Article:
Developing a Project to Investigate the Introduction of ICT to Mapuche Students in Chile

Developing a Project to Investigate the Introduction of ICT to Mapuche Students in Chile

Fernando Toro (Victoria University, Melbourne, Australia) and Arthur Tatnall (Victoria University, Melbourne, Australia)
DOI: 10.4018/IJANTTI.2016010103
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Abstract

The article describes the design of a study, using aspects of Actor Network Theory (ANT), to provide a level of understanding of how Mapuche students in Chile have shaped information and communication technology (ICT) to meet their needs, whether these are cultural, educational, work or other. The investigation aimed to analyse the impacts experienced by the Mapuche students as a result of the introduction of ICTs into schools where the predominant school population is composed of Mapuche students. The study described is still on-going and this article describes how it was set up and developed and how it is proceeding. A later article will describe more of the results.
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Introduction

The Mapuche are indigenous to the southern regions of Argentina and Chile, but this article focuses mainly on the Chilean Mapuche. Mapuche (Mapu = Tierra [Land], che = gente [people]) are one of the many American aboriginals that have strongly conserved their traditions, beliefs and identity (Montero 2009). The Mapuche mainly inhabit the south of Chile with a significant number concentrated in or around rural communities such as Osorno, Temuco and Bio-Bio. According to the 2002 Chilean Census, 692,192 were considered to be indigenous, of which 87.3% are Mapuche (INE 2008). From a regional perspective, Pepin (2002) indicates that the rural population of the Osorno region is composed of 80% Huilliches (Mapudungun for “people of the south”, they are also of Mapuche descent) and the remaining 20% of German descent. According to Merino and Pilleux (2003) the region of the Araucania has a significant number of Mapuche, mostly in rural areas and bordering 40% of the population.

This study makes use of Actor Network Theory (ANT) to provide a level of understanding of how Mapuche students have shaped the technology to meet their needs, whether these are cultural, educational, work or other. Considered as actors, the Mapuche are a militant society that fought a long war of attrition against the Spanish conquistadors and has ever since maintained a warring mentality to the numerous attempts by subsequent governments and policies to dispose, relocate and sometimes eliminate the Mapuche from their lands. To this day, the Mapuche continue to fight for the lands resulting in attacks on property and individuals from both sides of the conflict, hunger strikes by jailed Mapuche leaders and other forms of protest. These events are often reported in the newspapers and appear to have polarised the relationship between the Mapuche, Government (both central and local), landowners and the police (La Nacion 4 May 2015, La Nacion 20 May 2015). The Mapuche have opted to also raise their concerns in the United Nations (UN) to intercede on their behalf with the Chilean government (Enlace Mapuche Internacional 2014).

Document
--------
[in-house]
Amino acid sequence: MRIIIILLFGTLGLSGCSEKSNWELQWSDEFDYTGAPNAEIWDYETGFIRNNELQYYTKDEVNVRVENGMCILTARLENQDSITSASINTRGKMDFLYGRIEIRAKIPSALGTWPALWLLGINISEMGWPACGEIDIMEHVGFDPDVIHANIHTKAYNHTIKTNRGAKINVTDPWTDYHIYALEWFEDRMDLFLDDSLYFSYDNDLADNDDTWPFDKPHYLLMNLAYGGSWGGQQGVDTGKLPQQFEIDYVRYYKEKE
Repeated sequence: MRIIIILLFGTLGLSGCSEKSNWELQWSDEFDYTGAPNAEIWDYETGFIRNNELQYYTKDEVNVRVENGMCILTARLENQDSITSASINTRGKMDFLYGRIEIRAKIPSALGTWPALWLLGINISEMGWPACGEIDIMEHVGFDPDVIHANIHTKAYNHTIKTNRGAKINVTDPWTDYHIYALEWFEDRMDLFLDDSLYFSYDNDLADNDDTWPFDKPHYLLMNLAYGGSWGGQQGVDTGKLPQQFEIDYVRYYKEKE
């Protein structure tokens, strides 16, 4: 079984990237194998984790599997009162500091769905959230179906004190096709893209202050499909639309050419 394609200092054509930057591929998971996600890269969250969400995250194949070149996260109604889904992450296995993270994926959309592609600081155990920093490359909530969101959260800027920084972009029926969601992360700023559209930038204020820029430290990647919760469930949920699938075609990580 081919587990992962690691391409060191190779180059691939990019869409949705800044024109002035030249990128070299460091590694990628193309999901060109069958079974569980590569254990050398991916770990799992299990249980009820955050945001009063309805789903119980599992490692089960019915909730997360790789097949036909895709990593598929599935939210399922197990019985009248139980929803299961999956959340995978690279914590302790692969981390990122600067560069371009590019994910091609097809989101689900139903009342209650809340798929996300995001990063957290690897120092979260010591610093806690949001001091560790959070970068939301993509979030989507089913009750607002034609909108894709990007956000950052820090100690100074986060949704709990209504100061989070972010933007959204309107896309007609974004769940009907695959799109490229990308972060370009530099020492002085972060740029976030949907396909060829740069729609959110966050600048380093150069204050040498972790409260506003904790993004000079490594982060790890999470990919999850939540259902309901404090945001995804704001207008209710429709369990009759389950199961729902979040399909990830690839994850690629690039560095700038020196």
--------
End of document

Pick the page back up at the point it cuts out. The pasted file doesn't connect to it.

Pepin (2002) argues that the Mapuche’s education levels, retention levels, desertion, access to schools and resources are all important factors that show significant differences when compared to a population of urban schools. In addition, access to rural schools is also made difficult due to geographical, resource scarcity, cultural and economic factors.

This investigation aimed to analyse the impacts, if any, that have been experienced by the Mapuche students as a result of the introduction of ICTs in schools where the predominant school population is composed of Mapuche students. It studied the use, perception, teaching and teachers as well as their culture from an anthropological perspective in order to analyse the impact of ICTs on their culture as absorbed by those Mapuche students and their immediate community.

Background

Various ethnic groups reside in Chile, including the Aymara in the north of Chile and the Mapuche in the south, particularly in the Araucania region. The Mapuche, unlike other indigenous communities in America which came into contact with the Spanish, were able to reverse the effects of colonisation and maintain their cultural identity, beliefs and territory. This was achieved by waging war against the Spanish and latter against the newly formed colony and country (Llancaqueo 2006). During the colonial years, the Mapuche maintained a prolonged opposition to the Spanish crown which culminated in the Mapuche conflict or the War of Arauco, as it is referred to in Chilean textbooks and only ended in 1891 (Montero 2009).

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